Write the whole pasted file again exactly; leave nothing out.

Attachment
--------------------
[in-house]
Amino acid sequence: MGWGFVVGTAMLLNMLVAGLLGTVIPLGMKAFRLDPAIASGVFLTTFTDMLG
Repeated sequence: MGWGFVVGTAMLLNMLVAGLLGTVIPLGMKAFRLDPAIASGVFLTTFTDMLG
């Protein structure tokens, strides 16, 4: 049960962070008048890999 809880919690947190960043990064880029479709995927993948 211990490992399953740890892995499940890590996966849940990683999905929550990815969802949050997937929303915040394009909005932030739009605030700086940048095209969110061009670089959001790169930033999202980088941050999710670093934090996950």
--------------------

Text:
[in-house]
Amino acid sequence: MGWGFVVGTAMLLNMLVAGLLGTVIPLGMKAFRLDPAIASGVFLTTFTDMLG
Repeated sequence: MGWGFVVGTAMLLNMLVAGLLGTVIPLGMKAFRLDPAIASGVFLTTFTDMLG
């Protein structure tokens, strides 16, 4: 049960962070008048890999 809880919690947190960043990064880029479709995927993948 211990490992399953740890892995499940890590996966849940990683999905929550990815969802949050997937929303915040394009909005932030739009605030700086940048095209969110061009670089959001790169930033999202980088941050999710670093934090996950």